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New software developer kit removes apps' ability to access the unique string of numbers that individually identifies each cellular device.
A small mobile publishing company called BlueToad says the Apple UDIDs leaked last week came from an illegal intrusion into its network last week, an admission that contradicts AntiSec's claims about the FBI.
The publishing of 1 million anonymized Apple UDIDs allegedly found on an FBI agent's computer brought AntiSec's actions front and center. With denials from Apple and the FBI, you might think it's over. Not so fast.
A hacker group claims to have hacked its way to the device ID and user details of 12 million Apple iOS devices. Learn how to find the Unique Device Identifier (UDID) for your device(s) to see if your information has been compromised.
MoPub, a mobile ad server, has conducted a study in which it found that apps that have been rejected due to Apple's new UDID restrictions have cost developers 24 percent in revenue.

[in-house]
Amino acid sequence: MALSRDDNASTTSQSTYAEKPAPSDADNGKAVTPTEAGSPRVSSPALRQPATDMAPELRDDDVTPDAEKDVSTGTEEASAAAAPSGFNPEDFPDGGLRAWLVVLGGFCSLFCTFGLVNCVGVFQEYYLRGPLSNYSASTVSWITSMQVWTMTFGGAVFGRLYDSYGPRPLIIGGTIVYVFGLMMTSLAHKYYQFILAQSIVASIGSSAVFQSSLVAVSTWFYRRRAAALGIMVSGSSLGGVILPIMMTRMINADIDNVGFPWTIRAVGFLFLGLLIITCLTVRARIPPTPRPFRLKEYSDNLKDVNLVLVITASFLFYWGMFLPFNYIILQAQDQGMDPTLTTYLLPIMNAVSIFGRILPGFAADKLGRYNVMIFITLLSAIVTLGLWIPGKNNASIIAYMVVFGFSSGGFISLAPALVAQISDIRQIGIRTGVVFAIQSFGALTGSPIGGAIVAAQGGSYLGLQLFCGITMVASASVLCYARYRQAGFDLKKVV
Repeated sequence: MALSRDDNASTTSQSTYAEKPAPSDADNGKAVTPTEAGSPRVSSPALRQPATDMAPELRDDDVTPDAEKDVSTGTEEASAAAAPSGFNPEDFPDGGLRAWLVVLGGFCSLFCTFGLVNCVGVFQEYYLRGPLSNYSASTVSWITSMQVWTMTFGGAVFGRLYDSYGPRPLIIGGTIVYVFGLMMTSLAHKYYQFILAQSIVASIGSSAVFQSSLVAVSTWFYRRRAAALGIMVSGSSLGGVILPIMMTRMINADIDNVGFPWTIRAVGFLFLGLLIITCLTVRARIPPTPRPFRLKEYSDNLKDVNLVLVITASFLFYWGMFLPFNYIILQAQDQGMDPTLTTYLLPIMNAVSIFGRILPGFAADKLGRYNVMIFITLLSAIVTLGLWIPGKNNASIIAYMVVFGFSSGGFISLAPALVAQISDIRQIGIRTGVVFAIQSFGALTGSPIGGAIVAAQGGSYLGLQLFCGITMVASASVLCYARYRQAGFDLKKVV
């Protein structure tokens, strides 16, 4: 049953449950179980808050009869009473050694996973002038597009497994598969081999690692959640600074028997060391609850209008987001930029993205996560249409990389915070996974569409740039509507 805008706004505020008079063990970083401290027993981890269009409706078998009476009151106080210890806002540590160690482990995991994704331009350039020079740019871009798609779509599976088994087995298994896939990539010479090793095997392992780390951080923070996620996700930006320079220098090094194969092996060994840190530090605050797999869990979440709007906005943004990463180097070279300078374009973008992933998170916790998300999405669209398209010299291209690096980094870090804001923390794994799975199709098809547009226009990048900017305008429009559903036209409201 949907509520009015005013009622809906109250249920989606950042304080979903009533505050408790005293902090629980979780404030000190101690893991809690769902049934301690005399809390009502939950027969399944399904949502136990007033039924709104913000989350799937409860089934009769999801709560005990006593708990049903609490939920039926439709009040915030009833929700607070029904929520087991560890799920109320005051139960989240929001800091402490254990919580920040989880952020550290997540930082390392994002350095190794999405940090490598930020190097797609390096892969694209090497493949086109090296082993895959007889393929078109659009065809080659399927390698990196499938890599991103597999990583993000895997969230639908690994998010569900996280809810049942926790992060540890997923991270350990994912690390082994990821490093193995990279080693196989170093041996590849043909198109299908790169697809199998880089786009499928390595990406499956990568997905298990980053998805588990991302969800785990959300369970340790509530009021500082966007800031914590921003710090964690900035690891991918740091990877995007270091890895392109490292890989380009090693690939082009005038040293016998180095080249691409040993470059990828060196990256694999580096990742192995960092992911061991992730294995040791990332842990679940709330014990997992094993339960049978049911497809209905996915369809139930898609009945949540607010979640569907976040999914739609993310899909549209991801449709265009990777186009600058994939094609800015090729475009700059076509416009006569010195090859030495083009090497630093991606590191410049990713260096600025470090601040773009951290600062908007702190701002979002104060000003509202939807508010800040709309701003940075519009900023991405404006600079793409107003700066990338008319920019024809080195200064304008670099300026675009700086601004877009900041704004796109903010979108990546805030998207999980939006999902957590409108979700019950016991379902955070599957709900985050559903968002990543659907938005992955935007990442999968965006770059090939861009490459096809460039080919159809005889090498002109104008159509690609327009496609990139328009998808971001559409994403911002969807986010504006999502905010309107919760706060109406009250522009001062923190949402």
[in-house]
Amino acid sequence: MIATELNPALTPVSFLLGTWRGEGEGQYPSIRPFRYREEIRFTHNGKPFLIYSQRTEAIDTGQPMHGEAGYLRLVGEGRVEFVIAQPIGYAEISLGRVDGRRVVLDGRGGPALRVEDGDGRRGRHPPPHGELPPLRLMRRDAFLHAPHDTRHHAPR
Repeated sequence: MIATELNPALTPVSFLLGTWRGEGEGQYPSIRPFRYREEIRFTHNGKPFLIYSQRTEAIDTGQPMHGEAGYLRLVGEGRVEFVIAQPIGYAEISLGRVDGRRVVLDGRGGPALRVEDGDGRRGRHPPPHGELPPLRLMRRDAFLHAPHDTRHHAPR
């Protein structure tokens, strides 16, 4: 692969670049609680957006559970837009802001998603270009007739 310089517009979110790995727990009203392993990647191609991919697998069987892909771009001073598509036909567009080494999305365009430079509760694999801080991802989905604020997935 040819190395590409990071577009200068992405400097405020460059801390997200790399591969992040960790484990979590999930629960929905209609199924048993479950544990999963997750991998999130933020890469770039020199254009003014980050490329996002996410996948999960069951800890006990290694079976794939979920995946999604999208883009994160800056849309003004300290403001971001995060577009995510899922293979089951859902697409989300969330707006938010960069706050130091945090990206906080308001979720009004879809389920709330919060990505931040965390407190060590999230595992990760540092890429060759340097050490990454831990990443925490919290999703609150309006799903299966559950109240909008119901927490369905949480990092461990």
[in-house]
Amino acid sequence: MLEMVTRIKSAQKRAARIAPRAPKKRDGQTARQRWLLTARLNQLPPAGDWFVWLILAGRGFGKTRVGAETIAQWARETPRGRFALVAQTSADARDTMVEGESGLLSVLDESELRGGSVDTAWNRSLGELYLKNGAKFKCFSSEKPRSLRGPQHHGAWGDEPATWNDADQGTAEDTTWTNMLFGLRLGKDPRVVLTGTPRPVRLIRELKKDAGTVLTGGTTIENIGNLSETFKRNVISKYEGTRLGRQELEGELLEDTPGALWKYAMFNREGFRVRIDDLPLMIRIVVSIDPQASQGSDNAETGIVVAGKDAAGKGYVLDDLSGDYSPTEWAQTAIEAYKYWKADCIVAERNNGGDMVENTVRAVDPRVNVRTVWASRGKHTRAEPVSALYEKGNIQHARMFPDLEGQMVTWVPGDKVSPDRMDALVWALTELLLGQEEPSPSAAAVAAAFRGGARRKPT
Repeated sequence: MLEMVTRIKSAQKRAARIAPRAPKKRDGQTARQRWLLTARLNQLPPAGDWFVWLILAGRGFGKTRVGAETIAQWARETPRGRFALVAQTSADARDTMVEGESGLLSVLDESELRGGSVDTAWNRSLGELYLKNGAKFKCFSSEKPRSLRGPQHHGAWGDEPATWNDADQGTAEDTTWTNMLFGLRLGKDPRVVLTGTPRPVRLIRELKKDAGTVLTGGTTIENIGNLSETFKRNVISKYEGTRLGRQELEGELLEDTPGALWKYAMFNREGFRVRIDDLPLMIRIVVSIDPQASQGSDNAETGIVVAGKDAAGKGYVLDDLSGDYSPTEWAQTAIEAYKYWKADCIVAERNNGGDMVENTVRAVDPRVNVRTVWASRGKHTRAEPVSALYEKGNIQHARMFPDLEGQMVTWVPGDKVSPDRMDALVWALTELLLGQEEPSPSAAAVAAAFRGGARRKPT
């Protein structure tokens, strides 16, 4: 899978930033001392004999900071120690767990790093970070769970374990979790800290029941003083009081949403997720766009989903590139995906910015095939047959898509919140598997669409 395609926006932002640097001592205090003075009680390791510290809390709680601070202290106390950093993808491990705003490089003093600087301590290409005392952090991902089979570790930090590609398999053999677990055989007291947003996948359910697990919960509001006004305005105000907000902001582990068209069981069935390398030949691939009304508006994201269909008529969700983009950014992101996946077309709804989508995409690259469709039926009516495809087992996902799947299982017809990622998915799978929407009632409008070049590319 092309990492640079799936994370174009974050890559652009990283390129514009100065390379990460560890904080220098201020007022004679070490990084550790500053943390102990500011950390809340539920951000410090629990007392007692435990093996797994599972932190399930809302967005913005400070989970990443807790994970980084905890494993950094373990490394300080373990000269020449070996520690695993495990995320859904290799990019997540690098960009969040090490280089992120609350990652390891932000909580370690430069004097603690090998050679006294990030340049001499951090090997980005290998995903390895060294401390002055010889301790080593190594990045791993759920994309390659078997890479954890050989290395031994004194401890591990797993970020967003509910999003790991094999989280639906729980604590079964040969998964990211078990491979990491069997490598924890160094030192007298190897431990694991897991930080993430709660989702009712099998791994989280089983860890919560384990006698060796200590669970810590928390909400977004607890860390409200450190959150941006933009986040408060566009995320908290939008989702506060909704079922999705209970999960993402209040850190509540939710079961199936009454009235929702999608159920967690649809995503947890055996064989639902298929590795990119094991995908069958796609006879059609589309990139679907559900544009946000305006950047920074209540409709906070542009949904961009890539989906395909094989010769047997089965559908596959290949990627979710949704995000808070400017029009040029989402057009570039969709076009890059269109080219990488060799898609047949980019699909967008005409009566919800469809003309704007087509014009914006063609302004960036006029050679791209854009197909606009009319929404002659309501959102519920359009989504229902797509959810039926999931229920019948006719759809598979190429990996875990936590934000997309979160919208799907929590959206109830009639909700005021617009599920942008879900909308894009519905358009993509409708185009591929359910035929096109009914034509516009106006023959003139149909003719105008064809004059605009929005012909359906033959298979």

With privacy concerns at the forefront of many tech industry blogs, not to mention investigations from Congress, Apple has begun rejecting apps that access UDIDs.
According to a report from karthikk.net, developers who have sold UDID slots to other developers who are not officially enrolled in Apple's iOS Developer Program are finding their accounts on the brink of being banned.
According to a new report, mobile ad networks are able to track user behavior on iOS through the Open Device Identification Number (ODIN) to more effectively target ads.
In an effort to boost user privacy, starting May 1 the tech giant will no longer accept new apps that access UDIDs. All new apps also must support iPhone 5 and Retina display.
Hackers claim to have stolen 12 million unique iPad and iPhone 5 codes from an FBI laptop, a claim denied by the US agency.